Best Ways to Manage Your Staff During COVID-19

The outbreak of COVID-19 has resulted in drastic changes in the workplace. For most organisations, work is done remotely or on modified duties on site. The changes, coupled with economic and health threats, pose a significant challenge to the wellbeing of employees. As a leader, you need to be in regular check and manage your staff to check their work progress during these unprecedented times. If you find this a daunting task, here’s what you should do.


Maintain a Consistent Catch-up With Your Staff

Earlier on, having regular catch-ups meant building physical rapports and getting to understand your team; which may not be possible since your team is now working remotely. But thanks to the advancement in technology, you can still stay connected virtually. This time around, you will be dealing with an interrupted work setup which may be trickier to implement. The virtual team catch-ups help to maintain a strong connection with your staff. As the leader, you’ll manage to pick up from a person’s conversation the little things that may indicate how the person is fairing on.

If possible, go for face-to-face communications like video conferencing. These video platforms help the whole team to feel more connected than would audio conferences. If some of your employees cannot manage these video meetings, try to be. Video meetings will help you know how they are progressing. Schedule private meetings with those who feel distressed or overwhelmed and let them speak openly on what they’re undergoing.

Provide Support even Beyond the “Normal” Workplace

On realising that your employee(s) is struggling with a particular workload, be responsive. If in need of structured support, consider connecting the person to your assistance program (if it exists in your organisation) or referring them to external mental health services or resources. Approve leave requests when there’s a need and think of modifying work duties that will reduce pressure while giving your staff members sufficient space and time to work and stay connected. Note that, it’s not always your responsibility to help your team when they are depressed. However, you have a significant role in supporting their work.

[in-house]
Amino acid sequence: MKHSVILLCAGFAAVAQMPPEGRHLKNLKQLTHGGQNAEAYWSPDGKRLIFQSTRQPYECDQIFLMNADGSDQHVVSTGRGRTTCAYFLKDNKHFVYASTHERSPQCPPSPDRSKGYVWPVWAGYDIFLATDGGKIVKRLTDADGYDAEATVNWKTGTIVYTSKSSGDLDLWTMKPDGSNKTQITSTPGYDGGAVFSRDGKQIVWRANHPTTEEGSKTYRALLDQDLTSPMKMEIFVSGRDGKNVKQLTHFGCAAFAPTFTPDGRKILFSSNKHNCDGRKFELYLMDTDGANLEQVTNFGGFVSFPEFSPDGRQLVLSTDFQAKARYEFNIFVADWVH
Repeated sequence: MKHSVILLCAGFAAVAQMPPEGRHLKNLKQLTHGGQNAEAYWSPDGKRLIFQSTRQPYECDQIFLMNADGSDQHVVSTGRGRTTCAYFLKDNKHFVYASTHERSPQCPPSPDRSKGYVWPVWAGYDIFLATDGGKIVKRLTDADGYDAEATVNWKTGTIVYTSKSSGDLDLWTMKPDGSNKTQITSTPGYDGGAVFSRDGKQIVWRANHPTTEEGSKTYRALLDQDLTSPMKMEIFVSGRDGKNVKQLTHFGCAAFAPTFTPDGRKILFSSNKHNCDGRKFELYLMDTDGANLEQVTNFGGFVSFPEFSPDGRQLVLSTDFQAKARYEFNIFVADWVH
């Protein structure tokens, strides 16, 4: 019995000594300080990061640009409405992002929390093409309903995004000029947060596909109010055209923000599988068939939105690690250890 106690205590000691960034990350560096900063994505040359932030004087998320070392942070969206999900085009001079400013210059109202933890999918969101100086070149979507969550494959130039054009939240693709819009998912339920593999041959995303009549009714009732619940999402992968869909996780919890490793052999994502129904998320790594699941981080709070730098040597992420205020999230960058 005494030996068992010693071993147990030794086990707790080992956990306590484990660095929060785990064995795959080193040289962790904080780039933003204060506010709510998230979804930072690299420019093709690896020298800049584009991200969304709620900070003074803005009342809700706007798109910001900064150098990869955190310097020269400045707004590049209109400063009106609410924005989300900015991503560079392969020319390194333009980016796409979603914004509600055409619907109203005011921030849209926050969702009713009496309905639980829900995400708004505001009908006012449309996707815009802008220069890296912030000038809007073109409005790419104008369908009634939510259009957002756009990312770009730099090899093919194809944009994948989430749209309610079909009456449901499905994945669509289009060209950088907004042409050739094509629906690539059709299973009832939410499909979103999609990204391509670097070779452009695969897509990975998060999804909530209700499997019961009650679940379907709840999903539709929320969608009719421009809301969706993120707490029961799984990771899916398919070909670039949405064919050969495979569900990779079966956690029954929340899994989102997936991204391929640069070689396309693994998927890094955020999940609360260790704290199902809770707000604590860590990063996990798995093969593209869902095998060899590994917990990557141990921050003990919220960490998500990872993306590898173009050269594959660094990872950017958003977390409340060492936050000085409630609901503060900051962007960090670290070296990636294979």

Come Up With Equitable Employee Structures

If you’ve got some of your staff members still reporting to the office while others are working remotely, you’ll need to create fairness across the two groups. Work hand-in-hand with the in-charge HR to review and modify some company policies. These structures should give employees equal access to opportunities and benefits provided by your organisation during COVID. The employees coming to work on-site should also receive PTOs or sick leave.

While doing so, remember that those working from home are also trying to juggle various things. You can divide the remote workers into different teams and allow them to alternate their workdays as you provide them with snacks and free food. Permit COVID-19 high risk-employees like those aged 65 and above, the pregnant women, and those with weak immune systems to have less work or get regular sick leaves. With this, they’ll have sufficient rest and work in what they can and produce quality work.

Focus on Development and More Learning

This is the best time to focus on positivity. A perfect example is learning new skills and developing what your staff has. Learning programs will better employee retention and engagement, whereas development programs will polish their skills and thus improve their performance. Consider sharing a specific resource to all members of the team and give them a timeline of learning. Whatever programs you end up laying down for your team, don’t just leave it there – schedule follow-up sessions that will help you check-in and see how they’re progressing.

Seek Feedback

Yes, they’re all listening, adjusting, learning, and developing. Is there feedback in all these? How best do you mark their progress? You’ll have to get consistent feedback from your team so that you’ll know where to come in and assist. Feedback helps you to determine what is not working as expected and what makes your staff feel safe.

Feedback also drives remote workers to invest in top-notch decisions. They’ll think of learning with the intention of growth and not just passing the time. As they give you feedback, be conscious to ask them open-ended questions like, “Has your remote working environment increased or lowered your performance?” Avoid questions that need yes/no answers. After getting the feedback, share the information with other senior leaders and discuss other ways to manage your staff and what to do to improve the work performance of the team.